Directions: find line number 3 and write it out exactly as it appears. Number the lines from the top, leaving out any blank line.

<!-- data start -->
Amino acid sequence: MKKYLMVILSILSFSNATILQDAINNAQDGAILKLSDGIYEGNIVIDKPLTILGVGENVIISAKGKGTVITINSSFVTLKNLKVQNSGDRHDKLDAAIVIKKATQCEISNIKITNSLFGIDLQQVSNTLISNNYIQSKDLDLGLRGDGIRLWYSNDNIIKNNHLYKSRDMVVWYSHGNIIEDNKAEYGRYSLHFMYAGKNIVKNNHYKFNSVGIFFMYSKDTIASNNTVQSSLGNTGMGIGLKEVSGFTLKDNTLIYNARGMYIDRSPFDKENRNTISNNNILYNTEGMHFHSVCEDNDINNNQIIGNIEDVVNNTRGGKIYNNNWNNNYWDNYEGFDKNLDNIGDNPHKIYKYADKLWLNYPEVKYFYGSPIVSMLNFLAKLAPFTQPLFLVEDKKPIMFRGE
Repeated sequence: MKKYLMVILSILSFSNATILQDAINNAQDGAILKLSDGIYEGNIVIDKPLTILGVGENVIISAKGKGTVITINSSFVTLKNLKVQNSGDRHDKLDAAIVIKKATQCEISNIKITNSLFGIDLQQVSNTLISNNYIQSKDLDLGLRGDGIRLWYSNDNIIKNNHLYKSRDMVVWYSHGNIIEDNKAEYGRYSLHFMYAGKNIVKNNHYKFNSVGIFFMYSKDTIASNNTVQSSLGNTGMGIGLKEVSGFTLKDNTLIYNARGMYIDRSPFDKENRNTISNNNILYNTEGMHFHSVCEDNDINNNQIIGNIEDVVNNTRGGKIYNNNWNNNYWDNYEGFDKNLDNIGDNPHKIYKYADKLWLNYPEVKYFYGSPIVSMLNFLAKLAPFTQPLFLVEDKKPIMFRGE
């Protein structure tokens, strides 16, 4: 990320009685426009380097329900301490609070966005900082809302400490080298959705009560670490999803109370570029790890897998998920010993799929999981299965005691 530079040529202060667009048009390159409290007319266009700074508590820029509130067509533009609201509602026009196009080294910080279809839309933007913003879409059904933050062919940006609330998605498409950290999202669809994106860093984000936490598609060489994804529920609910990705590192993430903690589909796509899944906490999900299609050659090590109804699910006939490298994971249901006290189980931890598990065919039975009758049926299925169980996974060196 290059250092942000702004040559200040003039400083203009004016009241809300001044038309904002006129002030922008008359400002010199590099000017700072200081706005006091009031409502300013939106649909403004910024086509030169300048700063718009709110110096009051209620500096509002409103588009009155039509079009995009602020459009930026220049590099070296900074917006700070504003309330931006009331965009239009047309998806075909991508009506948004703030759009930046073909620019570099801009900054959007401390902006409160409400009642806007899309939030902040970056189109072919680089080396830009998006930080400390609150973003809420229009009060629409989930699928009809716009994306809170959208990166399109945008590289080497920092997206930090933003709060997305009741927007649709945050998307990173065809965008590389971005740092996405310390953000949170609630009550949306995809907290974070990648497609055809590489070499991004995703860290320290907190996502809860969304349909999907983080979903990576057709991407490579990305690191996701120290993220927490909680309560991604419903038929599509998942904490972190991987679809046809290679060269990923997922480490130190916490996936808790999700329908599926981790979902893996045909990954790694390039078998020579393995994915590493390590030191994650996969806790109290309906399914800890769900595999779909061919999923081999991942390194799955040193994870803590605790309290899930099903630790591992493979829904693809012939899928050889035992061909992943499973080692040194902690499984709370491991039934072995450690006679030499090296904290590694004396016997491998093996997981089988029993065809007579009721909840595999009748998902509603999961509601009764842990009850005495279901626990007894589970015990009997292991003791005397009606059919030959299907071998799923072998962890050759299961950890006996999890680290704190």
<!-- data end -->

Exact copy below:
């Protein structure tokens, strides 16, 4: 990320009685426009380097329900301490609070966005900082809302400490080298959705009560670490999803109370570029790890897998998920010993799929999981299965005691 530079040529202060667009048009390159409290007319266009700074508590820029509130067509533009609201509602026009196009080294910080279809839309933007913003879409059904933050062919940006609330998605498409950290999202669809994106860093984000936490598609060489994804529920609910990705590192993430903690589909796509899944906490999900299609050659090590109804699910006939490298994971249901006290189980931890598990065919039975009758049926299925169980996974060196 290059250092942000702004040559200040003039400083203009004016009241809300001044038309904002006129002030922008008359400002010199590099000017700072200081706005006091009031409502300013939106649909403004910024086509030169300048700063718009709110110096009051209620500096509002409103588009009155039509079009995009602020459009930026220049590099070296900074917006700070504003309330931006009331965009239009047309998806075909991508009506948004703030759009930046073909620019570099801009900054959007401390902006409160409400009642806007899309939030902040970056189109072919680089080396830009998006930080400390609150973003809420229009009060629409989930699928009809716009994306809170959208990166399109945008590289080497920092997206930090933003709060997305009741927007649709945050998307990173065809965008590389971005740092996405310390953000949170609630009550949306995809907290974070990648497609055809590489070499991004995703860290320290907190996502809860969304349909999907983080979903990576057709991407490579990305690191996701120290993220927490909680309560991604419903038929599509998942904490972190991987679809046809290679060269990923997922480490130190916490996936808790999700329908599926981790979902893996045909990954790694390039078998020579393995994915590493390590030191994650996969806790109290309906399914800890769900595999779909061919999923081999991942390194799955040193994870803590605790309290899930099903630790591992493979829904693809012939899928050889035992061909992943499973080692040194902690499984709370491991039934072995450690006679030499090296904290590694004396016997491998093996997981089988029993065809007579009721909840595999009748998902509603999961509601009764842990009850005495279901626990007894589970015990009997292991003791005397009606059919030959299907071998799923072998962890050759299961950890006996999890680290704190």